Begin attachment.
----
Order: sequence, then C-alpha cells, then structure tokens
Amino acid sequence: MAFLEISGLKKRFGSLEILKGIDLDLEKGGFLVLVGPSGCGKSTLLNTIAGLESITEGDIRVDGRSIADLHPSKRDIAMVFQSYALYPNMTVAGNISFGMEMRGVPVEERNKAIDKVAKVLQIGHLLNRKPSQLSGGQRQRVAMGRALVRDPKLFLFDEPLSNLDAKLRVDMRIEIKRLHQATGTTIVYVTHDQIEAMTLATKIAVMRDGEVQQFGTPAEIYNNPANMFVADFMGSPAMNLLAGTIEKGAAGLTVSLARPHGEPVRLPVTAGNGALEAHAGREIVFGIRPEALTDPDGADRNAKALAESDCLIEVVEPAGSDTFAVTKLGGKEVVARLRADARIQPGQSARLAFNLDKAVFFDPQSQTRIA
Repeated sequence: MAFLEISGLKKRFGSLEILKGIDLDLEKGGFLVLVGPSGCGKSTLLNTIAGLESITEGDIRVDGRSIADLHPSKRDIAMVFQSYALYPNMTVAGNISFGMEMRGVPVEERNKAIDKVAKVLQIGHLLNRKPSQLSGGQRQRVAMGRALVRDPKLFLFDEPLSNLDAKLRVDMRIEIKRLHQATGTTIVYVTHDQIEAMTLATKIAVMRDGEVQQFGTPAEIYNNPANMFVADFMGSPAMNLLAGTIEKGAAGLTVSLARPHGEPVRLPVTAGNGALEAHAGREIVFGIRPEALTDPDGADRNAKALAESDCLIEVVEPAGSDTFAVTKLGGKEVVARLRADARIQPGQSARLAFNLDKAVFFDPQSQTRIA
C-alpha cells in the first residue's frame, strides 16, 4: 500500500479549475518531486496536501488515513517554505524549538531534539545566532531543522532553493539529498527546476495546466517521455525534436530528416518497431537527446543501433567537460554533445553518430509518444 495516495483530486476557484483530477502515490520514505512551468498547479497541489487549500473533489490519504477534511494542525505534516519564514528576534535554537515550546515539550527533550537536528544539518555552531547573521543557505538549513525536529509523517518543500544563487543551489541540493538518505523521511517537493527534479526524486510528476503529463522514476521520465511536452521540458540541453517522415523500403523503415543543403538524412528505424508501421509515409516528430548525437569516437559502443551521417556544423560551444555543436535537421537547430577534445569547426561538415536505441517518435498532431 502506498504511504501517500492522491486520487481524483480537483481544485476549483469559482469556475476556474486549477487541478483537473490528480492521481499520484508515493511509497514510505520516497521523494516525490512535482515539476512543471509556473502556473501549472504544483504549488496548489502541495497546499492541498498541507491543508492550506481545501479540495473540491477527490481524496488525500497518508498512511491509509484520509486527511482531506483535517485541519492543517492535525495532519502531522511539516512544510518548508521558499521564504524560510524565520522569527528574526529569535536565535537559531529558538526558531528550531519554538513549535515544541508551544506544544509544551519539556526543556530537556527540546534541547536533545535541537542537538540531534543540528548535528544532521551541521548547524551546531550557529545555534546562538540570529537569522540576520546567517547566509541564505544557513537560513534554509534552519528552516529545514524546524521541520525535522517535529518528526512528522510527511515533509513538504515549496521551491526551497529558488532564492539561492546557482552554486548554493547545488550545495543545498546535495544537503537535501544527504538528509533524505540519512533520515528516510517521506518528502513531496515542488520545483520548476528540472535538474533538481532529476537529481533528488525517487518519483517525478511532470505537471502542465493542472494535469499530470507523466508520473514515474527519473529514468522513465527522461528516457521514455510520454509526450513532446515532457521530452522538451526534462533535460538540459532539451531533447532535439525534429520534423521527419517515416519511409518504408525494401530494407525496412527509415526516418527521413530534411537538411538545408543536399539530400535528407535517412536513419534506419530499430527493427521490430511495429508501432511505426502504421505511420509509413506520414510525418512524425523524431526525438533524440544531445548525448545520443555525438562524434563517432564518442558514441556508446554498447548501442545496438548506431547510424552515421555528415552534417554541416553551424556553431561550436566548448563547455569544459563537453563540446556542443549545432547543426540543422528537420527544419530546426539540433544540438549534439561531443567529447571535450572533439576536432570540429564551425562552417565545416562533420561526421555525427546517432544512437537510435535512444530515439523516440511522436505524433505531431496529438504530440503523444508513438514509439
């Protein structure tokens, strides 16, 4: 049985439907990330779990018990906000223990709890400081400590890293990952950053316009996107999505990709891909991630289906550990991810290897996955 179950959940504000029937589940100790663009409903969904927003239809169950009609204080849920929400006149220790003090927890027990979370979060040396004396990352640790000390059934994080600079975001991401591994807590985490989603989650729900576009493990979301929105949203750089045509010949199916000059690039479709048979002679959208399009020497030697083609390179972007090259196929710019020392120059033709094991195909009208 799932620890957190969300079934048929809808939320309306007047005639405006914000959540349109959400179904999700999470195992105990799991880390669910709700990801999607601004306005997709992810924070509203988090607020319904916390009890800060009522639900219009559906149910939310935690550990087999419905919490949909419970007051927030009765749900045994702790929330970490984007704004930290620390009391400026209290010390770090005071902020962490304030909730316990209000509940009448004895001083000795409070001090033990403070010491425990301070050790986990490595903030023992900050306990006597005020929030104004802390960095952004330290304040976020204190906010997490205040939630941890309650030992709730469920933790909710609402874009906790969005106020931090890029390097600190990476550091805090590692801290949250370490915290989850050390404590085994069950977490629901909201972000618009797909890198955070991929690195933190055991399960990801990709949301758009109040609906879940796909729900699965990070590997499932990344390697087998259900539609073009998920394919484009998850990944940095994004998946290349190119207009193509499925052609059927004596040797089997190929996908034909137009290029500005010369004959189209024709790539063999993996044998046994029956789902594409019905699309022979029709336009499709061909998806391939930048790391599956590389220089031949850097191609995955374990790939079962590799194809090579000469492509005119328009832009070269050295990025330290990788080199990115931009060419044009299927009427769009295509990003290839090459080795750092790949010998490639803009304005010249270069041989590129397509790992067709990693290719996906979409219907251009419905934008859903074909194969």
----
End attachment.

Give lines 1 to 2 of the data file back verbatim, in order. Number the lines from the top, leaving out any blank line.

Order: sequence, then C-alpha cells, then structure tokens
Amino acid sequence: MAFLEISGLKKRFGSLEILKGIDLDLEKGGFLVLVGPSGCGKSTLLNTIAGLESITEGDIRVDGRSIADLHPSKRDIAMVFQSYALYPNMTVAGNISFGMEMRGVPVEERNKAIDKVAKVLQIGHLLNRKPSQLSGGQRQRVAMGRALVRDPKLFLFDEPLSNLDAKLRVDMRIEIKRLHQATGTTIVYVTHDQIEAMTLATKIAVMRDGEVQQFGTPAEIYNNPANMFVADFMGSPAMNLLAGTIEKGAAGLTVSLARPHGEPVRLPVTAGNGALEAHAGREIVFGIRPEALTDPDGADRNAKALAESDCLIEVVEPAGSDTFAVTKLGGKEVVARLRADARIQPGQSARLAFNLDKAVFFDPQSQTRIA